2. Strengthening the capacity of Simavi and its partners to be more inclusive as: A) An organisation; B) As a programme designer and implementer.

What does our inclusion approach aim to achieve?

Simavi’s mission is to ensure a healthy life for all. We don’t see health as merely the absence of disease or infirmity. Following the WHO’s guidelines, we define health as complete physical, mental and social wellbeing, three diverse values that are strongly interconnected.

Therefore, when implementing our inclusion approach, we aim to:

  • Improve the mental and social wellbeing of disadvantaged people
  • Improve Simavi and our partner organisations’ capacity to be inclusive as an organisation and as a programme designer and implementer

Why do we use the inclusion approach within Simavi’s programmes?

Because it is supports two of our strategic goals:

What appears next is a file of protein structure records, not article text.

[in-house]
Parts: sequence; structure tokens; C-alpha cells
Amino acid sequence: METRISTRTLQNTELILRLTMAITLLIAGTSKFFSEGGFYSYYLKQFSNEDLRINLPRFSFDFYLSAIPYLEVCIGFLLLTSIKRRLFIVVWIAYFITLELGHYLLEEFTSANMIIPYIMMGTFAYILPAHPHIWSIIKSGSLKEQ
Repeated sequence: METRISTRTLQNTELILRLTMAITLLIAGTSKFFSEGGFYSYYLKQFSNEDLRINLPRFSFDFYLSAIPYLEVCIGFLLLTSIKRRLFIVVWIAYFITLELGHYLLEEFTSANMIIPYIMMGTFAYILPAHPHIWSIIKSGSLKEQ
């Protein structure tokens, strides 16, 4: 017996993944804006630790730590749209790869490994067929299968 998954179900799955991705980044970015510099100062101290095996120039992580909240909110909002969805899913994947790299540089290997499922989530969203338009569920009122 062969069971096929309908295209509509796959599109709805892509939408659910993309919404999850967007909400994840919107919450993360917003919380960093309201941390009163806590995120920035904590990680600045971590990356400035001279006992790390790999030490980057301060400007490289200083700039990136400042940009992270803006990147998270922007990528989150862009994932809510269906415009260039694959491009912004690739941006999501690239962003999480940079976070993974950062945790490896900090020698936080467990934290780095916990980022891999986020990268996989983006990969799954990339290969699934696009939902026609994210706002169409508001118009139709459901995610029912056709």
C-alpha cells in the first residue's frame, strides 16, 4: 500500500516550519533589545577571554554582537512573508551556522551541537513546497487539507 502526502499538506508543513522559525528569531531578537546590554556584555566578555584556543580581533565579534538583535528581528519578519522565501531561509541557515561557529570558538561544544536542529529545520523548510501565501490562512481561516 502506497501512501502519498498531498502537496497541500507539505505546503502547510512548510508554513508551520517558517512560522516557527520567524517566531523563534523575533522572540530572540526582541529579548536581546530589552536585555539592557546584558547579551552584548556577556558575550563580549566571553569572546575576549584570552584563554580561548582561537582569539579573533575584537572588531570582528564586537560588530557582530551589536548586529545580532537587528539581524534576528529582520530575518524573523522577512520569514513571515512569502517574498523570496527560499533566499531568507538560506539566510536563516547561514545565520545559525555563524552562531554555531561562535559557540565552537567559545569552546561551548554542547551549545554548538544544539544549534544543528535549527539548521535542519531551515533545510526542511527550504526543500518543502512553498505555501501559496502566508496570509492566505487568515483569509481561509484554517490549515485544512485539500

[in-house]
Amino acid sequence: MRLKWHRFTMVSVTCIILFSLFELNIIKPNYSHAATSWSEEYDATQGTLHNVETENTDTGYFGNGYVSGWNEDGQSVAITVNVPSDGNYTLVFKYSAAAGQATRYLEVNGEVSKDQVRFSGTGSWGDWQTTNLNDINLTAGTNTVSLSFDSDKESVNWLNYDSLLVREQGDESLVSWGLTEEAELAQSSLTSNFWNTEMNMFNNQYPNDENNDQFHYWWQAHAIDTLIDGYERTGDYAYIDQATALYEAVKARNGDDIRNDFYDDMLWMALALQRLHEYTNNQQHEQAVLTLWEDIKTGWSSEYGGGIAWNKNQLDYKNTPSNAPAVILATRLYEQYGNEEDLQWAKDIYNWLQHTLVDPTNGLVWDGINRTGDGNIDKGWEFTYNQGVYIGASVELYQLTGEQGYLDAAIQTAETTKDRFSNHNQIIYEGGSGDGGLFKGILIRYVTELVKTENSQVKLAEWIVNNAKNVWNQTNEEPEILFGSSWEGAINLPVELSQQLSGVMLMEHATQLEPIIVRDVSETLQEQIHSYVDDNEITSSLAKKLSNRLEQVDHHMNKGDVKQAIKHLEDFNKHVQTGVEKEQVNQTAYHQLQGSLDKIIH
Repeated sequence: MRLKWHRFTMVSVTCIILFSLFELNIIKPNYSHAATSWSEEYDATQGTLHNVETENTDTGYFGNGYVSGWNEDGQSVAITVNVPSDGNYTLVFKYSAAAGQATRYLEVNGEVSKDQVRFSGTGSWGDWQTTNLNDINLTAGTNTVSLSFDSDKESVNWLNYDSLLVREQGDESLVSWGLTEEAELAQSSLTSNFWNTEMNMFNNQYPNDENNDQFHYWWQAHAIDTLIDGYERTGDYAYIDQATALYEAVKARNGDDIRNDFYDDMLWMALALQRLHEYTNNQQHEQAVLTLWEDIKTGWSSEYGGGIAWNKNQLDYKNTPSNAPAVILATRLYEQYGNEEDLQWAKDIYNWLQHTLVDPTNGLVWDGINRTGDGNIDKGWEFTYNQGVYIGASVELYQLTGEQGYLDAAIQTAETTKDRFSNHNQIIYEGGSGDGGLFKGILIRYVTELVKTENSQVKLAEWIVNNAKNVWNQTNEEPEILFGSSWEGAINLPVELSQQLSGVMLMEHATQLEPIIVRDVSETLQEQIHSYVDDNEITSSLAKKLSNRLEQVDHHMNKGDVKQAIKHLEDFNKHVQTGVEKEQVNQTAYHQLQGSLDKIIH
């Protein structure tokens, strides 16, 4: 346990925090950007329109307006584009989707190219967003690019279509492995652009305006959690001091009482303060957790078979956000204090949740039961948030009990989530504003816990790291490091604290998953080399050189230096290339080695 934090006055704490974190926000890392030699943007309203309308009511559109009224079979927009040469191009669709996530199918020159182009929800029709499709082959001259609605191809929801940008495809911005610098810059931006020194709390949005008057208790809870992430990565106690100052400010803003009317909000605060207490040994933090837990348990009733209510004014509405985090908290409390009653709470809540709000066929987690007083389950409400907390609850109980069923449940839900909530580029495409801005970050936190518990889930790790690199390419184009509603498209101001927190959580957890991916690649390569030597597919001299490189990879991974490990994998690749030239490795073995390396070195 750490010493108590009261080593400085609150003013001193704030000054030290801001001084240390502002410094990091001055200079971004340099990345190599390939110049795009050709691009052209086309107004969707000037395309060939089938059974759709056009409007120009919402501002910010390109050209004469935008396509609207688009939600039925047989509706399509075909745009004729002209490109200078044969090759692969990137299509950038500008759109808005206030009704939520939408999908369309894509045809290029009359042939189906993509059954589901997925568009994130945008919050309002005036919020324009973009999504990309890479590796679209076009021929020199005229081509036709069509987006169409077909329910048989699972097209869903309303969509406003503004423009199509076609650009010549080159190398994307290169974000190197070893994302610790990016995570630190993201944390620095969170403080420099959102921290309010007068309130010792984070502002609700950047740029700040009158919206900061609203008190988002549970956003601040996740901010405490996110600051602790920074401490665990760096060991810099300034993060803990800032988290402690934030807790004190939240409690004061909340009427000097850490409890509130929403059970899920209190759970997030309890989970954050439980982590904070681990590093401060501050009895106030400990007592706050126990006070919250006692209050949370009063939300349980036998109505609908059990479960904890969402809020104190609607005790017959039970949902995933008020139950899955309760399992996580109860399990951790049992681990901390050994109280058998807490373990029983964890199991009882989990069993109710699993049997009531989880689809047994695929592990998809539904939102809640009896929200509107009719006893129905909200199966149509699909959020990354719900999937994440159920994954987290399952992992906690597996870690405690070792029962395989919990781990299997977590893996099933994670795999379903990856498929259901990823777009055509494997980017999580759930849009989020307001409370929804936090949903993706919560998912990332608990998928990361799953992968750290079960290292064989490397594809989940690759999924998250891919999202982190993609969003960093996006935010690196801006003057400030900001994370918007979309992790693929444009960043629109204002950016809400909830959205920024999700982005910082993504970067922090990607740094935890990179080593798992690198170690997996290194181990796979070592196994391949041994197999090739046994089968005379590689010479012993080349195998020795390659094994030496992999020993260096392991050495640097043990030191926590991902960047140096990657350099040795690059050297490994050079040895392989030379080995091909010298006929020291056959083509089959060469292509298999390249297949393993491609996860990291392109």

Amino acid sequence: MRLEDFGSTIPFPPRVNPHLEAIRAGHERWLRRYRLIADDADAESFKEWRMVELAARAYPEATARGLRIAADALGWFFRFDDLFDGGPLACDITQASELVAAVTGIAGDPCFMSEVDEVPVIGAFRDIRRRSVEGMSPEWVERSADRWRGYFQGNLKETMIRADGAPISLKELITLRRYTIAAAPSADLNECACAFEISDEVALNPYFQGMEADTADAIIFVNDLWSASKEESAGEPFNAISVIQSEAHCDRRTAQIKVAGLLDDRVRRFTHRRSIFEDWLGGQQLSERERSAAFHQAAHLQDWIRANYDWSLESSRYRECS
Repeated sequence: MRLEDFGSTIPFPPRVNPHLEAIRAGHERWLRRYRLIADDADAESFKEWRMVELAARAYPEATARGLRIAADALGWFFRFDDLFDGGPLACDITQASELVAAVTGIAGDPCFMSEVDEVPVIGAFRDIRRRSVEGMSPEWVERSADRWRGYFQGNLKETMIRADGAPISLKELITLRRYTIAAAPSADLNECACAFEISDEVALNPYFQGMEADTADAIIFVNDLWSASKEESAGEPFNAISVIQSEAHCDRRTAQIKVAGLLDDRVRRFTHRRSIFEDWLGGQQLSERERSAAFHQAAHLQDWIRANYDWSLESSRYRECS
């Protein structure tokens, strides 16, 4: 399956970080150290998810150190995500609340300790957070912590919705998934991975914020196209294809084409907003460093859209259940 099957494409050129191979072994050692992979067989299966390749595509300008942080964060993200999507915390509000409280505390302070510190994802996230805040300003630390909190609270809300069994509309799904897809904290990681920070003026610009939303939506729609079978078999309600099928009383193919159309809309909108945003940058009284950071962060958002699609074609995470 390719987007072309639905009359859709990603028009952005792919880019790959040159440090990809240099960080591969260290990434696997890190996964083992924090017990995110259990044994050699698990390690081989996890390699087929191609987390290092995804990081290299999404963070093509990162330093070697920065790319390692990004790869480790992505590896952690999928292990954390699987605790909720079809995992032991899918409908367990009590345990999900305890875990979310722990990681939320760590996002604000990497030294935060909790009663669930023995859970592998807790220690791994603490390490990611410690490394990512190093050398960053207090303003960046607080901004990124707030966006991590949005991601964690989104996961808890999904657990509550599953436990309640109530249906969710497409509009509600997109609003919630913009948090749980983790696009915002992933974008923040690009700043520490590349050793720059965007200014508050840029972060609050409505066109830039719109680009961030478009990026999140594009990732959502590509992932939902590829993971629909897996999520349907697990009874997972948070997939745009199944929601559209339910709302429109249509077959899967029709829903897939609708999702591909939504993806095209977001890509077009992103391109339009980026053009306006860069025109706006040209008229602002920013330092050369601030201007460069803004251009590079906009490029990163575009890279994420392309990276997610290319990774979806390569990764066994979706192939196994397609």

1. Achieve greater impact by implementing programmes with a focus on inclusion and making sure everyone within a community will benefit from the programme.

  • Increase the number of people reached.
    The most disadvantaged people are often the most difficult people to reach with our interventions. Therefore to fulfil our mission we need to go and reach the unreached.
  • Deepen the impact on people’s lives.
    People’s behaviour has consequences on others. In our experience more inclusive communities are better able to change as a group. Therefore in order to effect sustainable change that is beneficial for all, we need to ensure that every member of a community practices healthy behaviour.
  • Ensure equal rights (and the ability to exercise them) for all
    Equal rights and justice are at the heart of Simavi’s values and mission. To ensure every member of a community is able to fully exercise his or her rights and make his or her own choices, our programmes must pay extra attention to marginalised people.

2. Develop expertise in: A) Designing inclusive programmes, hand in hand with local partners and beneficiaries; B) Strengthening our partners’ capacity to be more inclusive and to implement inclusive programmes

  • Become an expert at designing inclusive programmes using a participatory approach